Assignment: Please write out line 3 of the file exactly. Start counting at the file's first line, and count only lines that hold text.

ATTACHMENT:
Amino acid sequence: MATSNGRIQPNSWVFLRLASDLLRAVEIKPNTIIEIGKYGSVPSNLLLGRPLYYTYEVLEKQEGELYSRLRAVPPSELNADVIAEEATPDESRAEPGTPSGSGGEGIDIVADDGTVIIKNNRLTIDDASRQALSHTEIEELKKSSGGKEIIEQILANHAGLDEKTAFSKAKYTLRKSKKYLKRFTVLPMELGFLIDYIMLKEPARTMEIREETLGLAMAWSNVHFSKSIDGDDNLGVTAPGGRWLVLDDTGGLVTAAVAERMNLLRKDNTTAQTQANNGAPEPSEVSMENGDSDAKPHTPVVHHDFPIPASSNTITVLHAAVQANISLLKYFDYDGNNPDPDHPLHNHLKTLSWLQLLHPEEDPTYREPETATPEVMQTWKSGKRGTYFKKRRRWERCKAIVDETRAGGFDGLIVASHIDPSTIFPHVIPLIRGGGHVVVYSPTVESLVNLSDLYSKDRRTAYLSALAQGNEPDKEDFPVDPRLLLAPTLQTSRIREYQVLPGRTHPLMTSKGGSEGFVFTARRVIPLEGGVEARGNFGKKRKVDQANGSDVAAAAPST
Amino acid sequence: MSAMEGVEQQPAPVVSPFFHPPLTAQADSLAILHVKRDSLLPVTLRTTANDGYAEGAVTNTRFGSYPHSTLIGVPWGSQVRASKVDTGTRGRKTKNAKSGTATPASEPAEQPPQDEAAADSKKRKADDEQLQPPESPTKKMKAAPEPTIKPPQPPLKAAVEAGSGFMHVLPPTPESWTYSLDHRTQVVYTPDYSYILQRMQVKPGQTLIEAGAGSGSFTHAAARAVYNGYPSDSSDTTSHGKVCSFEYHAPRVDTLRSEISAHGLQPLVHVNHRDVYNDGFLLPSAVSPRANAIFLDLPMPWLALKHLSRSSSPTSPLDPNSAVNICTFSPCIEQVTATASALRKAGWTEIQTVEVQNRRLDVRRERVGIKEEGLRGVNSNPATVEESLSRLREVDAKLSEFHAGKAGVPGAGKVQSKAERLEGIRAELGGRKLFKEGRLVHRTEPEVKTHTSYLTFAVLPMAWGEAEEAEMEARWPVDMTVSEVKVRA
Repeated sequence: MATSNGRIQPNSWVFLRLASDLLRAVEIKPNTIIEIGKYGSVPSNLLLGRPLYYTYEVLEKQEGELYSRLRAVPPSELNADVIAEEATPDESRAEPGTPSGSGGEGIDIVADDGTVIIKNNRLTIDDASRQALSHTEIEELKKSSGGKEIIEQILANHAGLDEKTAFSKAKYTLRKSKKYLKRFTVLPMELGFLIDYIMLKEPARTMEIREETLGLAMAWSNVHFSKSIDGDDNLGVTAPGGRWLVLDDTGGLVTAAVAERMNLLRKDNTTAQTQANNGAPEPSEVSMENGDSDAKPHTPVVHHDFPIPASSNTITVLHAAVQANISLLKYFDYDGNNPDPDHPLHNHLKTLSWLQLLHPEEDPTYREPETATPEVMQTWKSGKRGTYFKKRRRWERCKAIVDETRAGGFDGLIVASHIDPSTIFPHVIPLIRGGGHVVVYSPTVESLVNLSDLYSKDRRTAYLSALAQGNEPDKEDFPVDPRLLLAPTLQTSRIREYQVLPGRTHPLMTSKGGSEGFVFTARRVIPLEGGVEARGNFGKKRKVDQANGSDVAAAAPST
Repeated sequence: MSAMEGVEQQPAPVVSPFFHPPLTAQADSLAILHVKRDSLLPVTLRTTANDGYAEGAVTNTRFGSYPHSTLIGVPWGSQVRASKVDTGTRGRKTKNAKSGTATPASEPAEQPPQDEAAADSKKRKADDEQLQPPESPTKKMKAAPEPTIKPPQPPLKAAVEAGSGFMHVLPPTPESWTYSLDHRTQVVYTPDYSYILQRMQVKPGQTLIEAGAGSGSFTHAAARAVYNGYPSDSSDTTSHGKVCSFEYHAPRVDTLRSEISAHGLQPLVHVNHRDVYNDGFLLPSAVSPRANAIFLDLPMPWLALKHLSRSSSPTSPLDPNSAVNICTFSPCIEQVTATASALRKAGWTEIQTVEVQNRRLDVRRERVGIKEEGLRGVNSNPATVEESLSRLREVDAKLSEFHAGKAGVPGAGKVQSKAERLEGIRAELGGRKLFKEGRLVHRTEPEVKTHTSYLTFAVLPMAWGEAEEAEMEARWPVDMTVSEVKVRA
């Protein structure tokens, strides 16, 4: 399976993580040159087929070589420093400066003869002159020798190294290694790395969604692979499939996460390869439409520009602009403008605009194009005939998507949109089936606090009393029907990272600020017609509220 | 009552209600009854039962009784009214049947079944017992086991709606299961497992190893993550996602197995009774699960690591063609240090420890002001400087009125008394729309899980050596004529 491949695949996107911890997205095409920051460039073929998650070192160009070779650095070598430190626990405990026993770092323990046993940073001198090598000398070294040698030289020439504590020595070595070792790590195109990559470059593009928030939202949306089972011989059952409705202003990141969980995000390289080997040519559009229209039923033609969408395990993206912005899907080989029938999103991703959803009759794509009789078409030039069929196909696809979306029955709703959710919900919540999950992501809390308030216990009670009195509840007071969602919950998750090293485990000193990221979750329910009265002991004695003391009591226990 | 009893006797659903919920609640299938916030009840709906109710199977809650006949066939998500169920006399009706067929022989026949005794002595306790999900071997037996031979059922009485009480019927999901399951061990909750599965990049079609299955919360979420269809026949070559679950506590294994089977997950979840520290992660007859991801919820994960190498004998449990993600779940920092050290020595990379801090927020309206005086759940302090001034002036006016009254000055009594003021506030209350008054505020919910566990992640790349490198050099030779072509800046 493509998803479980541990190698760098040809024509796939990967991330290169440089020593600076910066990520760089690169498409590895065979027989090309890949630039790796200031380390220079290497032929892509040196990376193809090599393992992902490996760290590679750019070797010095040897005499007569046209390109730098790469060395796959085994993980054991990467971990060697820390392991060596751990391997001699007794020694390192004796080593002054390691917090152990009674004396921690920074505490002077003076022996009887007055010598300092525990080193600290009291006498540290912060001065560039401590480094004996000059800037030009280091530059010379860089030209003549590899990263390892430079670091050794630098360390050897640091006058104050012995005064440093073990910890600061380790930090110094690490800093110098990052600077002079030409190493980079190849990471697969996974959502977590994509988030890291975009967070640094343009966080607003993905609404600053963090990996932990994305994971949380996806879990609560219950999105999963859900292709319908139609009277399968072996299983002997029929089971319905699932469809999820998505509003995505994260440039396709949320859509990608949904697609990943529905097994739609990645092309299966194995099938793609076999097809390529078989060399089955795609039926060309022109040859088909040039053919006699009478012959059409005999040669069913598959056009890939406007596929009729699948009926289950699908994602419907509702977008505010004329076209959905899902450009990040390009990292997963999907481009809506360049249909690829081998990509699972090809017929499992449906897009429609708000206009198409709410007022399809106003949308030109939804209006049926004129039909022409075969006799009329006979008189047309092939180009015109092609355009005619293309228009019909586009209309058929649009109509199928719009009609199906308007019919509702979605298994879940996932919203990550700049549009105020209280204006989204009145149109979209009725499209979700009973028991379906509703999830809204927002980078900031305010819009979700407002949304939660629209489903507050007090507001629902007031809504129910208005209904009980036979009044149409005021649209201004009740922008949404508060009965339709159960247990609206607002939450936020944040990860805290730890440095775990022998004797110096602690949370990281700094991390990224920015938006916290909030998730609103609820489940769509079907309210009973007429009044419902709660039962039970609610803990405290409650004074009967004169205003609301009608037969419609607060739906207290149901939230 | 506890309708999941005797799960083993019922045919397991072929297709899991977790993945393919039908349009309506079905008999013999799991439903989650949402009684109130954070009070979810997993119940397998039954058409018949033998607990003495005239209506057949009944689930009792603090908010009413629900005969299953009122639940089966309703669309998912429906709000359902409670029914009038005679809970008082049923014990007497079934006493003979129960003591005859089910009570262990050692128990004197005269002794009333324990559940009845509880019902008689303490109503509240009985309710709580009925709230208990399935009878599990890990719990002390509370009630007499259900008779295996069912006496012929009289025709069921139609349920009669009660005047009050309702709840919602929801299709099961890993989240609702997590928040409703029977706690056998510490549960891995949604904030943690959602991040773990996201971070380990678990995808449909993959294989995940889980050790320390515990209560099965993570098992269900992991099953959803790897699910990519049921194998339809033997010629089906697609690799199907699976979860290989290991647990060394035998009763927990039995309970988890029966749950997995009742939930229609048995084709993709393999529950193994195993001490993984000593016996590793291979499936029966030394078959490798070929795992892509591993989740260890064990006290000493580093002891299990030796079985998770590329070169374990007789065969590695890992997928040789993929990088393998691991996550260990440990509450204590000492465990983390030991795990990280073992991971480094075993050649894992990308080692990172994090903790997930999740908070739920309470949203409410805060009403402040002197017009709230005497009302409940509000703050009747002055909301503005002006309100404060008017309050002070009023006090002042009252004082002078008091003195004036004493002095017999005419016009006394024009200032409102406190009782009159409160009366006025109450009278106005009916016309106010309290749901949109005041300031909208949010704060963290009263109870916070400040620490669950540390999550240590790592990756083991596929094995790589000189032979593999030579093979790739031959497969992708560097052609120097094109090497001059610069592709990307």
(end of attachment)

Repeated sequence: MATSNGRIQPNSWVFLRLASDLLRAVEIKPNTIIEIGKYGSVPSNLLLGRPLYYTYEVLEKQEGELYSRLRAVPPSELNADVIAEEATPDESRAEPGTPSGSGGEGIDIVADDGTVIIKNNRLTIDDASRQALSHTEIEELKKSSGGKEIIEQILANHAGLDEKTAFSKAKYTLRKSKKYLKRFTVLPMELGFLIDYIMLKEPARTMEIREETLGLAMAWSNVHFSKSIDGDDNLGVTAPGGRWLVLDDTGGLVTAAVAERMNLLRKDNTTAQTQANNGAPEPSEVSMENGDSDAKPHTPVVHHDFPIPASSNTITVLHAAVQANISLLKYFDYDGNNPDPDHPLHNHLKTLSWLQLLHPEEDPTYREPETATPEVMQTWKSGKRGTYFKKRRRWERCKAIVDETRAGGFDGLIVASHIDPSTIFPHVIPLIRGGGHVVVYSPTVESLVNLSDLYSKDRRTAYLSALAQGNEPDKEDFPVDPRLLLAPTLQTSRIREYQVLPGRTHPLMTSKGGSEGFVFTARRVIPLEGGVEARGNFGKKRKVDQANGSDVAAAAPST